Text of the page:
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Cano-Mendoza v. United States

United States District Court, D. Arizona

March 26, 2014

Luis Cano-Mendoza, a.k.a. Leonel Cano-Mendoza, Petitioner,
v.
United States of America, Respondent.

REPORT AND RECOMMENDATION

BRIDGET S. BADE, Magistrate Judge.

Luis Cano-Mendoza (Petitioner) has filed a Petition for Writ of Error Coram Nobis pursuant to the All Writs Act, 28 U.S.C. § 1651(a). (Doc. 1.) The United States (Respondent) has filed a response. (Doc. 7.) Petitioner has not filed a reply and the time to do so has passed. As set forth below, the Petition should be denied because Petitioner has not established the requirements for coram nobis relief.

I. Petitioner's Claims of Fundamental Error in the 1995 Criminal Matter.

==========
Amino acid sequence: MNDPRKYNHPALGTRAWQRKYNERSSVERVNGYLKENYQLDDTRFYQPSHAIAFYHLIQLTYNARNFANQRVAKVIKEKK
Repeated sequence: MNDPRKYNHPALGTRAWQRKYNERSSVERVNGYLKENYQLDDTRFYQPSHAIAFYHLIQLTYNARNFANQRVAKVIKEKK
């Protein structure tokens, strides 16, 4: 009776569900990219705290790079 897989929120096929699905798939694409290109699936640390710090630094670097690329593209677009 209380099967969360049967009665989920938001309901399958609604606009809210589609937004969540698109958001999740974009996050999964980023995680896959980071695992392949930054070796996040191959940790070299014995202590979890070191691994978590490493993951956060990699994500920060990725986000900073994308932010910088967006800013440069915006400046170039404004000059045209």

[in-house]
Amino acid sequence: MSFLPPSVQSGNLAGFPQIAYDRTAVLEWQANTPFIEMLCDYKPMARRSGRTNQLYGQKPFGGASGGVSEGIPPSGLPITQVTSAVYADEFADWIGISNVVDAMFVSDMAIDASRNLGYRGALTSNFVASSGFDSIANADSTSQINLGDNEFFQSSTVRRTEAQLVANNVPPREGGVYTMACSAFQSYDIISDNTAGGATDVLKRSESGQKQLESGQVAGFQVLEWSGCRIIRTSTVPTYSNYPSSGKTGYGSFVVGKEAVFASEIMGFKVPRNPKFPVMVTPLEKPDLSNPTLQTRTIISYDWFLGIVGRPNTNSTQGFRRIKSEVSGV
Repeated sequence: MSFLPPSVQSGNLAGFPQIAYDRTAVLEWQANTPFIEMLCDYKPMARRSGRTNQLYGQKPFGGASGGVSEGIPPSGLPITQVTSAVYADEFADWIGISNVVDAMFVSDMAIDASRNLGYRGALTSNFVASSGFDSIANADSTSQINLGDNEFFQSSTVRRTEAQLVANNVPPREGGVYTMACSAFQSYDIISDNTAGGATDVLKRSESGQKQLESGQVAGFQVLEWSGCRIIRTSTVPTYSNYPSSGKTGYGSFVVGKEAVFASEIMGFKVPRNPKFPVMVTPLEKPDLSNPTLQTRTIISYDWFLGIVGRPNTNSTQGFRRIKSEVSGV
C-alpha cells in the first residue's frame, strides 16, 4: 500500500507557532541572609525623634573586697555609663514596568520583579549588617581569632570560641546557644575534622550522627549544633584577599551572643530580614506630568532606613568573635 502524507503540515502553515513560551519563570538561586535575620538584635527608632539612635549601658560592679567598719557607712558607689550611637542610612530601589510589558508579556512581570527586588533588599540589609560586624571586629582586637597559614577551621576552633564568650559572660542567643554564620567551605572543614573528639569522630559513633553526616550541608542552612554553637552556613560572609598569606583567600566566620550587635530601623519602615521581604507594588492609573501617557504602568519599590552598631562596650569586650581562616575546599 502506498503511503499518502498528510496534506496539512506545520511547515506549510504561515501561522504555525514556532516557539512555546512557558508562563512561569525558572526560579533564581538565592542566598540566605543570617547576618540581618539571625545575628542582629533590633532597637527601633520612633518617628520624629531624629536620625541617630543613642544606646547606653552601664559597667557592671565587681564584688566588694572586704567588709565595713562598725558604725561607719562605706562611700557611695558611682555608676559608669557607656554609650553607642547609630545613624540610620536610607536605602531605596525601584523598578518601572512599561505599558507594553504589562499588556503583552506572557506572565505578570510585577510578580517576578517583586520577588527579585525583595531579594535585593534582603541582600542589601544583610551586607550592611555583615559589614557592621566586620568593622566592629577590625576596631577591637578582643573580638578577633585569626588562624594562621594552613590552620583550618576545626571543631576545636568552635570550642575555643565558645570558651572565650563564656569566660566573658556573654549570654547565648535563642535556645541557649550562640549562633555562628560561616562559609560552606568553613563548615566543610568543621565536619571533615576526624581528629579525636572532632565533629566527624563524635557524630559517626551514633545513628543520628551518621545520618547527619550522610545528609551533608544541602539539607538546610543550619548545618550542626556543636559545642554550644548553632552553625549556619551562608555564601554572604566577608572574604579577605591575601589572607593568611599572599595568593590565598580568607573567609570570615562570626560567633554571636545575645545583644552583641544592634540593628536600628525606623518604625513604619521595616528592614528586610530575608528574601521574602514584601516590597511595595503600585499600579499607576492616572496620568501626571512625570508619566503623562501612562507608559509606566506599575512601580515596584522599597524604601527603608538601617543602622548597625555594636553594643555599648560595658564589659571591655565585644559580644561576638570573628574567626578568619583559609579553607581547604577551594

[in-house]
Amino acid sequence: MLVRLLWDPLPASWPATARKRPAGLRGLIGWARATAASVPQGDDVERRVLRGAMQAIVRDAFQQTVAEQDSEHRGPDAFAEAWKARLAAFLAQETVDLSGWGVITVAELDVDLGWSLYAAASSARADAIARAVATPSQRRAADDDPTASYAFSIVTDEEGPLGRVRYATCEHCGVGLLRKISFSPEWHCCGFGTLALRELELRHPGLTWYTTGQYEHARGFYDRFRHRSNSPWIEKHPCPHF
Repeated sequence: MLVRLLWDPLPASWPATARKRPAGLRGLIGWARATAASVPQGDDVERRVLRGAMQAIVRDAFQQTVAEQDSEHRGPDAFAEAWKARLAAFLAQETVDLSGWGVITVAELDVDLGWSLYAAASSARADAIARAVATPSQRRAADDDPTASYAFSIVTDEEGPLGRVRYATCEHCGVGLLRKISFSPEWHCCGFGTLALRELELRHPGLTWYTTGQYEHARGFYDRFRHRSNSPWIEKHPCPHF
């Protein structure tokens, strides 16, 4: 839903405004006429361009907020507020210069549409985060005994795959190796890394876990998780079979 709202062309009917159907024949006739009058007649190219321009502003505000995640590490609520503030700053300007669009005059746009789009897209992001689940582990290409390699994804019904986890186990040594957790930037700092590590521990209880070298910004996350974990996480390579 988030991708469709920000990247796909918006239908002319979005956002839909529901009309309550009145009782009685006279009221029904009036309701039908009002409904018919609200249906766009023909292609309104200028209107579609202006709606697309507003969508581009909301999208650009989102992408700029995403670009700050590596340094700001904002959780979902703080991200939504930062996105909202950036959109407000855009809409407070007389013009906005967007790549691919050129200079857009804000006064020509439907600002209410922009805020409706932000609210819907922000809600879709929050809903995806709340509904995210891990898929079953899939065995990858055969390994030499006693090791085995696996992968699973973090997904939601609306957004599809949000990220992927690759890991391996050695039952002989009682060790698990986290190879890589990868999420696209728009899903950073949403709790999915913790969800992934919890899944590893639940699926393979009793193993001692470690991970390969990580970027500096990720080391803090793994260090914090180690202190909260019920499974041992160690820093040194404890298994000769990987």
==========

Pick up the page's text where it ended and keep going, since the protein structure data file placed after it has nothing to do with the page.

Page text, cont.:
Petitioner argues that this Court should find that fundamental error occurred in the 1995 criminal matter before this Court, United States v. Leonel Cano-Mendoza, CR 95-00032-MS, in which he pleaded guilty to entering the United States without inspection, a misdemeanor, in violation of 8 U.S.C. § 1325(a). (Doc. 1 at 10, Exs. C and D.)[1] Petitioner asserts that he was convicted as Leonel Cano-Mendoza, which he states is his brother's name, and that he was prejudiced because if the matter had proceeded against him under his true name, Luis Cano-Mendoza, his status as a legal permanent resident (LPR) would have precluded the "illegal entry" charge. (Doc. 1 at 11.) Specifically, Petitioner argues that his Sixth Amendment rights were violated because his attorney failed to investigate his true identity and determine his immigration status. ( Id. at 8.) He also argues that the government violated his Fifth Amendment due process rights by prosecuting him for illegal entry because it knew or should have known he had LPR status. ( Id. at 10.) Therefore, Petitioner asserts that his 1995 conviction is invalid and should be "dismissed." ( Id. at 11.)